Winner: HICL Infrastructure
Launched in March 2006, HICL Infrastructure (HICL) is the oldest of the 10 social and renewable infrastructure funds. Thanks to effective asset management, beneficial tax changes, and a series of value-accretive acquisitions funded by issuing shares at a premium, it has achieved average net asset value (NAV) total returns of 9.8 per cent a year since launch, comfortably exceeding its target of 7 to 8 per cent.
In the process its total assets have grown to well over £2 billion, bringing economies of scale. Its overriding objective is to deliver predictable and sustainably rising dividends. Over the decade HICL’s annual payouts have grown steadily from 6.1p (paid half yearly), to 7.65p (paid quarterly), with 7.85p forecast for the current year. It is the first winner of this new award category.
Like most other social infrastructure trusts, HICL has invested predominantly in a portfolio of government-backed concessions producing revenue that is mainly availability-based and inflation-linked. However, those concessions have finite lives, at the end of which they will be worthless. So at some stage HICL’s income will plateau and then fall, and its shares will have minimal value. Comfortingly, the average life of its concessions is currently close to 25 years, and manager Tony Roper of InfraRed Capital Partners is working hard to continue extending it.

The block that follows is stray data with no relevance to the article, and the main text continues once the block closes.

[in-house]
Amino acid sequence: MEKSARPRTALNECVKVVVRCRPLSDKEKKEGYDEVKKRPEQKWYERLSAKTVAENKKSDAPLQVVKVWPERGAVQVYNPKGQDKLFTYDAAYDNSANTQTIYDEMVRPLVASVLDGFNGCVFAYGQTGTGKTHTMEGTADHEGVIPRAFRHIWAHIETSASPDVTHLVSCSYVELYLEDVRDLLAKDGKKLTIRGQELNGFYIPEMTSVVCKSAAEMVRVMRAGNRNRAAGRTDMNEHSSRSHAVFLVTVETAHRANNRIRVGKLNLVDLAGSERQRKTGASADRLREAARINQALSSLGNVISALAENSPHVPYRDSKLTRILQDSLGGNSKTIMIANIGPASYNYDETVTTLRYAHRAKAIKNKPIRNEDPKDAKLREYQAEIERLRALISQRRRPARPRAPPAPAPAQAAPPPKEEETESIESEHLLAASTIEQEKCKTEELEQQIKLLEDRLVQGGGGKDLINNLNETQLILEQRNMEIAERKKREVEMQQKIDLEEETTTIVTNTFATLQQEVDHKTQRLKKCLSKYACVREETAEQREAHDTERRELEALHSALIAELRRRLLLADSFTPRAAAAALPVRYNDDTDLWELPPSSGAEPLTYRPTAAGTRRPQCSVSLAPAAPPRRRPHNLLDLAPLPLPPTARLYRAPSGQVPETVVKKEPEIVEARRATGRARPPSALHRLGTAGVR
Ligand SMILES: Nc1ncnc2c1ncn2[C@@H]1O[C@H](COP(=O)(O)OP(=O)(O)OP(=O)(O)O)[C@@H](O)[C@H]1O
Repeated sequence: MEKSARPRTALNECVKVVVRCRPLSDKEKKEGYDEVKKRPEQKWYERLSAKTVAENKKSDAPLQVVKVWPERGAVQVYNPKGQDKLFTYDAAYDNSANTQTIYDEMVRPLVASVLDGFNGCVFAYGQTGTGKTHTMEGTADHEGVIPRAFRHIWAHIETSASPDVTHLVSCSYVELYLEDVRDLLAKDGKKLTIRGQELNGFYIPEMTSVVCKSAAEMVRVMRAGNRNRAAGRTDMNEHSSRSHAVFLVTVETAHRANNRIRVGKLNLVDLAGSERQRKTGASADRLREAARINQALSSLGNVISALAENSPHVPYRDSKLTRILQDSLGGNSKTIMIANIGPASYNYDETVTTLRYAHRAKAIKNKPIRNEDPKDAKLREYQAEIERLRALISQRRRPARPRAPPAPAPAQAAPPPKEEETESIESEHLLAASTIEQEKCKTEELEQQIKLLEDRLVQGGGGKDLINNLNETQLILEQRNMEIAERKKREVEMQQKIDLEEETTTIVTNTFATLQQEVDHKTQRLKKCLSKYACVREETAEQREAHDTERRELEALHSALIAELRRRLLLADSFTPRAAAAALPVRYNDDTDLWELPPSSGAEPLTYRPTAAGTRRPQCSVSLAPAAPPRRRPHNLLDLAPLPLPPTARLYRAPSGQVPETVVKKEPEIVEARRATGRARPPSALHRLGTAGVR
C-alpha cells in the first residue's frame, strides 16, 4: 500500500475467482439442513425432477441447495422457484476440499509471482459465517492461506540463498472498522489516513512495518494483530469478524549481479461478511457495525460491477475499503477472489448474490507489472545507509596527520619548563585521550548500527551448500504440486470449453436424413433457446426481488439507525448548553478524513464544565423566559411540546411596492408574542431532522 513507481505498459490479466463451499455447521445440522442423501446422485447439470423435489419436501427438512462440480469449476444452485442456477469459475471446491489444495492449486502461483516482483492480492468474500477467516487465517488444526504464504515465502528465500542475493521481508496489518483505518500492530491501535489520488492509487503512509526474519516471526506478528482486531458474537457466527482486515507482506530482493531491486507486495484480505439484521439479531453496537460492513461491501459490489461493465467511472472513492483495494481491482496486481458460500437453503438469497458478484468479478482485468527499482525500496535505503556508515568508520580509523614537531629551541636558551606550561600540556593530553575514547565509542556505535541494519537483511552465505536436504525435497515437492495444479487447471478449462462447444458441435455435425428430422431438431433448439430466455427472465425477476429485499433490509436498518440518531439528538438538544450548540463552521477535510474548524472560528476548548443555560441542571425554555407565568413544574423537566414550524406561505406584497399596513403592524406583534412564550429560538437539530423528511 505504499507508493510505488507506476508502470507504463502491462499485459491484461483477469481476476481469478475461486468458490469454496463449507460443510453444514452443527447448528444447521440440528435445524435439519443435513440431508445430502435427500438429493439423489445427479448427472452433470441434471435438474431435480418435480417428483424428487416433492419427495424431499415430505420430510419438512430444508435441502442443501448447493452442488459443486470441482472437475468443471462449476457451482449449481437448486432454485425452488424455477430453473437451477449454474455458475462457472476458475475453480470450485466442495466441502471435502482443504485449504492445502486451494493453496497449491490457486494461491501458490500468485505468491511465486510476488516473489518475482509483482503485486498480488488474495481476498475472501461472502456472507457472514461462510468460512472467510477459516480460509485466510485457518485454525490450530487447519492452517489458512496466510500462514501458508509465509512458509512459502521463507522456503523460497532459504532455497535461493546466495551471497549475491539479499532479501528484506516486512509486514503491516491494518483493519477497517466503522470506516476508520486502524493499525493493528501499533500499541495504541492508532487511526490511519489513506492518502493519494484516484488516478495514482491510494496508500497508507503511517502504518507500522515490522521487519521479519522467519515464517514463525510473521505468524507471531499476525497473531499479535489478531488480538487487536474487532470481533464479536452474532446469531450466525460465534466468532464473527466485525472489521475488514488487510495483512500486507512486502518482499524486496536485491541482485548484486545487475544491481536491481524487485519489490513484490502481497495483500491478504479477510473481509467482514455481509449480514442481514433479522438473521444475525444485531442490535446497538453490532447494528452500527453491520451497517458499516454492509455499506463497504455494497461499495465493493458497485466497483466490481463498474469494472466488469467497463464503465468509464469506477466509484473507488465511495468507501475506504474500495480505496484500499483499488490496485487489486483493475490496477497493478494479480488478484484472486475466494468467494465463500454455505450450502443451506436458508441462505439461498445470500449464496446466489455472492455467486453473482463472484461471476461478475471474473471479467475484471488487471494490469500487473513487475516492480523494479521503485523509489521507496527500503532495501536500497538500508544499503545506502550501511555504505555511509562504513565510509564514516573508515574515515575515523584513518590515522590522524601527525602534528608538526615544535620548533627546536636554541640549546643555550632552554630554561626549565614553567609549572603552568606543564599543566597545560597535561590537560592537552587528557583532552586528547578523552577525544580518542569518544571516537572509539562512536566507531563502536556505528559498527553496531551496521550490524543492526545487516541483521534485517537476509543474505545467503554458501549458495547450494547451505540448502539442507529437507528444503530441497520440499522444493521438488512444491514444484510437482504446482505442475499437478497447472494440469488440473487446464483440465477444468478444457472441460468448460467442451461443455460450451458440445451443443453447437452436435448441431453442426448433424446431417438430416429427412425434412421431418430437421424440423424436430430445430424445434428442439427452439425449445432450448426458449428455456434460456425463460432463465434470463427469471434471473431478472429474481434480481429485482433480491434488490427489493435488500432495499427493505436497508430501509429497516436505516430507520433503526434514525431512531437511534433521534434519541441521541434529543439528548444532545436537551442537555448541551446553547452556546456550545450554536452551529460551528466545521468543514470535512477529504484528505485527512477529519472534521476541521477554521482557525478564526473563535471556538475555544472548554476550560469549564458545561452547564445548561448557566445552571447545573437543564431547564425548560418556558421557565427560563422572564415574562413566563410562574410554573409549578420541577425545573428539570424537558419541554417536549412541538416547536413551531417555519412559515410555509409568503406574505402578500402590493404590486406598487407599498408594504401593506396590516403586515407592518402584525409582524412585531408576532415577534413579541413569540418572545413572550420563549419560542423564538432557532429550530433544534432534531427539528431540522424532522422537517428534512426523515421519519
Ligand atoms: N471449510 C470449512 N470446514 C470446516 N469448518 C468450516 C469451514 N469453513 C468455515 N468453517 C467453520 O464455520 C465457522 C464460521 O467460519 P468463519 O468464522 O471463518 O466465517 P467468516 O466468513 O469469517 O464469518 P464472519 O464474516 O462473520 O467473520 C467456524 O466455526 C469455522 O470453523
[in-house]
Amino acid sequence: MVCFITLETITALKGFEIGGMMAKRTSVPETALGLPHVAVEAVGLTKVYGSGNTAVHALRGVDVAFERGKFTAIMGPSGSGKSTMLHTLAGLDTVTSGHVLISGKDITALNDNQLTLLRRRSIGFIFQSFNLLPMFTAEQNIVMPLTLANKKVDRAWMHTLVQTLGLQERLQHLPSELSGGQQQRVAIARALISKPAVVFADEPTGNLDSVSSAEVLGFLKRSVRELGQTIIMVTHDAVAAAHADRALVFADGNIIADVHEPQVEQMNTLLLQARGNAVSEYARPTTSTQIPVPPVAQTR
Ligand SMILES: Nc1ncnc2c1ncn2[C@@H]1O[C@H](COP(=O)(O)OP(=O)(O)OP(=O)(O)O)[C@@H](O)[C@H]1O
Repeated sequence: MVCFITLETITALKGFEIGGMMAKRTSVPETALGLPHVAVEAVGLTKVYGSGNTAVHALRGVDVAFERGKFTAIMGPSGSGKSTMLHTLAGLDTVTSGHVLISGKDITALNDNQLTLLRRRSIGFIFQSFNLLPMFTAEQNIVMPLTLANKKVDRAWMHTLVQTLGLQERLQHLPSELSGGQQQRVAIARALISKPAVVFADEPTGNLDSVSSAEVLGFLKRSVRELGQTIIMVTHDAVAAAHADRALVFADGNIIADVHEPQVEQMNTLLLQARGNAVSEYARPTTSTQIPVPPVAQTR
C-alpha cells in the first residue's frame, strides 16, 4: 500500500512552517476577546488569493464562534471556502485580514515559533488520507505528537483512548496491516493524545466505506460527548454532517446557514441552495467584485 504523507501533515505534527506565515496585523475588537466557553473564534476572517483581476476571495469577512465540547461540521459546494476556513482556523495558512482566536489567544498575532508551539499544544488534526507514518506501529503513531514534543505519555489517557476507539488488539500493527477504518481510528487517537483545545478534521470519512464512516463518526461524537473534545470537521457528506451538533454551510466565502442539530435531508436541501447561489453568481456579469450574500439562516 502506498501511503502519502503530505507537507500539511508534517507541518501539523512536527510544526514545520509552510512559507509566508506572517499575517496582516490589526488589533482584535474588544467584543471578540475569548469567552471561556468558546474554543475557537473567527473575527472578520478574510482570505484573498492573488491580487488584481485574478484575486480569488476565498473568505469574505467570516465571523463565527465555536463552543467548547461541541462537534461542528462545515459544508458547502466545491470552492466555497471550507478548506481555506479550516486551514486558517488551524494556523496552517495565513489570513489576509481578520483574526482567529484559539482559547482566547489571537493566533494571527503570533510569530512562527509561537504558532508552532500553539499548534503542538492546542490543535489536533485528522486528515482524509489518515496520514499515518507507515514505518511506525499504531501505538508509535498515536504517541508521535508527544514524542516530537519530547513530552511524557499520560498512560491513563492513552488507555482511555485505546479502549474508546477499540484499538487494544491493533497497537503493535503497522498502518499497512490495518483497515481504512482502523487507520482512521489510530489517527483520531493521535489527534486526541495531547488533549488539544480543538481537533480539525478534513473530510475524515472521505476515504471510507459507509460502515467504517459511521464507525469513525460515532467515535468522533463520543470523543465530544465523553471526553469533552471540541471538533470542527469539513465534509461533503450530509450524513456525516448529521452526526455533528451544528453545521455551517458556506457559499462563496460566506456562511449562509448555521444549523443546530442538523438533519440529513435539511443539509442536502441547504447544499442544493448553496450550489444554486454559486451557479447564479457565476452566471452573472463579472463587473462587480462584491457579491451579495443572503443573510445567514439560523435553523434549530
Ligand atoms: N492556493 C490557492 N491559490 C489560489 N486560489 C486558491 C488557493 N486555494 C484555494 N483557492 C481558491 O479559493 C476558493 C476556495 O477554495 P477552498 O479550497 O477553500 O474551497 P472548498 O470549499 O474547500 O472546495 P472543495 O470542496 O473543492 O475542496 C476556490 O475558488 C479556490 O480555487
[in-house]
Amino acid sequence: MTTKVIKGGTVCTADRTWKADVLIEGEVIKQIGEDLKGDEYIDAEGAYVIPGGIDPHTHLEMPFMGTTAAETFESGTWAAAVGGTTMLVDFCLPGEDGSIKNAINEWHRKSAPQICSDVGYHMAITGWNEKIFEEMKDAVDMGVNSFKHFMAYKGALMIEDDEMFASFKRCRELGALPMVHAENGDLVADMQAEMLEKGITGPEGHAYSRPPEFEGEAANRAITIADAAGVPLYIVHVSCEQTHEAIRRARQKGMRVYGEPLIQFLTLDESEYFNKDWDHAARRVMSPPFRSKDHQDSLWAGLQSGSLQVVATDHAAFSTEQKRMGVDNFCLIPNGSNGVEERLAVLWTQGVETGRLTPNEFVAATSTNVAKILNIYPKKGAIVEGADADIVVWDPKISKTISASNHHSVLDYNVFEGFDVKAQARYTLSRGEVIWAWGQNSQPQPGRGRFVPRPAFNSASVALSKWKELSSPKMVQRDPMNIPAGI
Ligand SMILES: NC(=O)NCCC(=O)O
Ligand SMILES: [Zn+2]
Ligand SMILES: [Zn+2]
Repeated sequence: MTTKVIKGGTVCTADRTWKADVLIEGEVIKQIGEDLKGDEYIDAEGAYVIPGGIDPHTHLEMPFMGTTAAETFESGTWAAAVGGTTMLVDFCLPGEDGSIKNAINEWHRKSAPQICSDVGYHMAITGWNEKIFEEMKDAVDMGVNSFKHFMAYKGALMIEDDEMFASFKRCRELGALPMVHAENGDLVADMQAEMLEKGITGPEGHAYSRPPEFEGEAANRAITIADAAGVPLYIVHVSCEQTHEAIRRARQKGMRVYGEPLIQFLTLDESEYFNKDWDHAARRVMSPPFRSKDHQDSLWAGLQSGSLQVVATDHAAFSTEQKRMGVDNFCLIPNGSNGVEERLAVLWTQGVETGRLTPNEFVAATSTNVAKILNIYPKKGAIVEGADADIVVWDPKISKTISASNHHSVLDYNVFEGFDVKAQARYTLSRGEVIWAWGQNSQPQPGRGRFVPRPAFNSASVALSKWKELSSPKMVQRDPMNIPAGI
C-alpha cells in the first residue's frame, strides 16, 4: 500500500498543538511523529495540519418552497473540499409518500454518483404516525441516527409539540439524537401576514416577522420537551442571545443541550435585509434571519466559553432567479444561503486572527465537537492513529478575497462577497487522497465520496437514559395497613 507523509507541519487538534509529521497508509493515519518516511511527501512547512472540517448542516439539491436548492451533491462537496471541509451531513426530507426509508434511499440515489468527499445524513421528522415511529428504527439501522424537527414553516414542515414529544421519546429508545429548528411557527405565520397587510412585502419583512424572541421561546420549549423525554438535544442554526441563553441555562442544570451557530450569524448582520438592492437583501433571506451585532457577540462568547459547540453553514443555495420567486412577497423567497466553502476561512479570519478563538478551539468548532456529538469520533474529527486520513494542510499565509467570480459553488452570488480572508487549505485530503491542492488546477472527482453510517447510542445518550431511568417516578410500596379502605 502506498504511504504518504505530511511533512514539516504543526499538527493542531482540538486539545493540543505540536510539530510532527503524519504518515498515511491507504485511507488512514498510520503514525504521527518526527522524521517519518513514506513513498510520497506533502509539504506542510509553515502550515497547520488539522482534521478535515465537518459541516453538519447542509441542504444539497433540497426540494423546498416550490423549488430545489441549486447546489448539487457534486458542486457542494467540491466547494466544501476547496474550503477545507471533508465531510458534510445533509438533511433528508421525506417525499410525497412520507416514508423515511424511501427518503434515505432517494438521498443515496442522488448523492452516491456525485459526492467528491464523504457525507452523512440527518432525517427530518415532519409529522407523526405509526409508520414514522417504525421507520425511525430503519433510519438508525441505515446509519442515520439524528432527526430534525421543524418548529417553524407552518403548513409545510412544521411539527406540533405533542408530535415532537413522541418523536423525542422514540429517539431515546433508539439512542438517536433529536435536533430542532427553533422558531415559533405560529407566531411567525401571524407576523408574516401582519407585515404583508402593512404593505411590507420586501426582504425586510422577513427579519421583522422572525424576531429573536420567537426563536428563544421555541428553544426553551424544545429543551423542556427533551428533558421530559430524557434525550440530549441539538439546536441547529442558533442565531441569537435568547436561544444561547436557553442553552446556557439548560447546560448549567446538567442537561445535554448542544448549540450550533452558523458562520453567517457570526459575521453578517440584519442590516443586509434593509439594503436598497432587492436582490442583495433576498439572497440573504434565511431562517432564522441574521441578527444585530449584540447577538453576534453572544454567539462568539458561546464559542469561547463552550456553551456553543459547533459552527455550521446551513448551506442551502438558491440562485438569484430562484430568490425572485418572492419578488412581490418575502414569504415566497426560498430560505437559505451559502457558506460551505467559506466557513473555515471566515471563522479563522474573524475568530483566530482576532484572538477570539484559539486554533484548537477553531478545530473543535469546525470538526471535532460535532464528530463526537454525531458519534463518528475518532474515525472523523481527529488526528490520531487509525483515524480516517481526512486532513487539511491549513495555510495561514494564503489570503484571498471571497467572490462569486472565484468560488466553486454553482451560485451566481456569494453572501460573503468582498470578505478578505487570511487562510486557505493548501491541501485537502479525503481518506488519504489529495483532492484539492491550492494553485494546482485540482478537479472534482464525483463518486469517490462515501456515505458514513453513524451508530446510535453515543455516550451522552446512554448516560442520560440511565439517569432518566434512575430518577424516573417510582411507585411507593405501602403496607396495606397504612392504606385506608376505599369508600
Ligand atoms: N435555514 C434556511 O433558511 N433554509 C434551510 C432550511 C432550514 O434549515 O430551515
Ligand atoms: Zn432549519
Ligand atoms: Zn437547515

With stiff competition pushing up the cost of adding new UK public/private partnership-style concessions, Roper has been considering raising HICL’s 23 per cent overseas exposure, and is keen to diversify into regulated assets such as gas transmission networks.
He is also prepared to add to its 12 per cent exposure to concessions that are more sensitive to changes in GDP, such as toll roads. He concedes they can be a little riskier than PPP concessions, but claims they are still attractive when properly structured, with long lives and good inflation correlation.
Highly commended: 3i Infrastructure
3i Infrastructure (3IN) achieved the best three-year net asset value total returns in the sector but misses out on winning the award because it did not beat the sector average in 2015/16. However it has the best 10-year total returns in the sector, and has grown its dividends faster than HICL over that period. Its greater volatility stems from its strategy of investing over 80 per cent of assets in unquoted firms involved in infrastructure-related activities, and only a little in concession-based projects such as roads and educational facilities.
This means it can aim for long-term capital and income growth, but is left more exposed to demand- rather than to availability-based income streams. Its portfolio is concentrated, with a quarter in Finnish electricity distributor Elenia, and a fifth in Anglian Water. Two thirds is overseas, mainly in Europe.
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